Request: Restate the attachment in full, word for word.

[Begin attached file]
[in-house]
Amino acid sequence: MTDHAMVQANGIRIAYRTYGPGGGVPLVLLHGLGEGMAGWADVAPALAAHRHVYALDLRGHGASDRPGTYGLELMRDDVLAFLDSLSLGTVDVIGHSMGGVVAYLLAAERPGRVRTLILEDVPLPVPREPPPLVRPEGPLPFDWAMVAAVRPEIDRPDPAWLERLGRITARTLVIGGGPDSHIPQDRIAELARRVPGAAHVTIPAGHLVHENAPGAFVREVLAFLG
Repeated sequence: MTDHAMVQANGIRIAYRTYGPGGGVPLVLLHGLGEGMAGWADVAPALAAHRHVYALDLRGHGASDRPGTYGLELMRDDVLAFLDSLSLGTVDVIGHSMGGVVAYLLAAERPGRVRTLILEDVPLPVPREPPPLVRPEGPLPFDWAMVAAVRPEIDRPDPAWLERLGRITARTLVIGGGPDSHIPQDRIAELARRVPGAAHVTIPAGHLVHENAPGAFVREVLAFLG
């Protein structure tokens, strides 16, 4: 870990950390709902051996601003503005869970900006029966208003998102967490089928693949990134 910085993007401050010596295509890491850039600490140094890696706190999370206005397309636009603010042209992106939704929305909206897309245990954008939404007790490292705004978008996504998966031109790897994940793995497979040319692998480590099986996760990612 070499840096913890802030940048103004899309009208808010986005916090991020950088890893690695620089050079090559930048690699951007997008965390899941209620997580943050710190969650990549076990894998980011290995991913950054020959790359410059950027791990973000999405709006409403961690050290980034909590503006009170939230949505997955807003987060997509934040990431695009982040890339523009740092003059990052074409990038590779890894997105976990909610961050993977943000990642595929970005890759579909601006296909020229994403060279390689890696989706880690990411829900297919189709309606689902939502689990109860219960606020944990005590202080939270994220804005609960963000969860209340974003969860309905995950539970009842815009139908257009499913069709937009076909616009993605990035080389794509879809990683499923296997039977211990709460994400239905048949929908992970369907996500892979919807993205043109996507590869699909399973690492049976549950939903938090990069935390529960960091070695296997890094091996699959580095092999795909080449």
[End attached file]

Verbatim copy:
[in-house]
Amino acid sequence: MTDHAMVQANGIRIAYRTYGPGGGVPLVLLHGLGEGMAGWADVAPALAAHRHVYALDLRGHGASDRPGTYGLELMRDDVLAFLDSLSLGTVDVIGHSMGGVVAYLLAAERPGRVRTLILEDVPLPVPREPPPLVRPEGPLPFDWAMVAAVRPEIDRPDPAWLERLGRITARTLVIGGGPDSHIPQDRIAELARRVPGAAHVTIPAGHLVHENAPGAFVREVLAFLG
Repeated sequence: MTDHAMVQANGIRIAYRTYGPGGGVPLVLLHGLGEGMAGWADVAPALAAHRHVYALDLRGHGASDRPGTYGLELMRDDVLAFLDSLSLGTVDVIGHSMGGVVAYLLAAERPGRVRTLILEDVPLPVPREPPPLVRPEGPLPFDWAMVAAVRPEIDRPDPAWLERLGRITARTLVIGGGPDSHIPQDRIAELARRVPGAAHVTIPAGHLVHENAPGAFVREVLAFLG
């Protein structure tokens, strides 16, 4: 870990950390709902051996601003503005869970900006029966208003998102967490089928693949990134 910085993007401050010596295509890491850039600490140094890696706190999370206005397309636009603010042209992106939704929305909206897309245990954008939404007790490292705004978008996504998966031109790897994940793995497979040319692998480590099986996760990612 070499840096913890802030940048103004899309009208808010986005916090991020950088890893690695620089050079090559930048690699951007997008965390899941209620997580943050710190969650990549076990894998980011290995991913950054020959790359410059950027791990973000999405709006409403961690050290980034909590503006009170939230949505997955807003987060997509934040990431695009982040890339523009740092003059990052074409990038590779890894997105976990909610961050993977943000990642595929970005890759579909601006296909020229994403060279390689890696989706880690990411829900297919189709309606689902939502689990109860219960606020944990005590202080939270994220804005609960963000969860209340974003969860309905995950539970009842815009139908257009499913069709937009076909616009993605990035080389794509879809990683499923296997039977211990709460994400239905048949929908992970369907996500892979919807993205043109996507590869699909399973690492049976549950939903938090990069935390529960960091070695296997890094091996699959580095092999795909080449």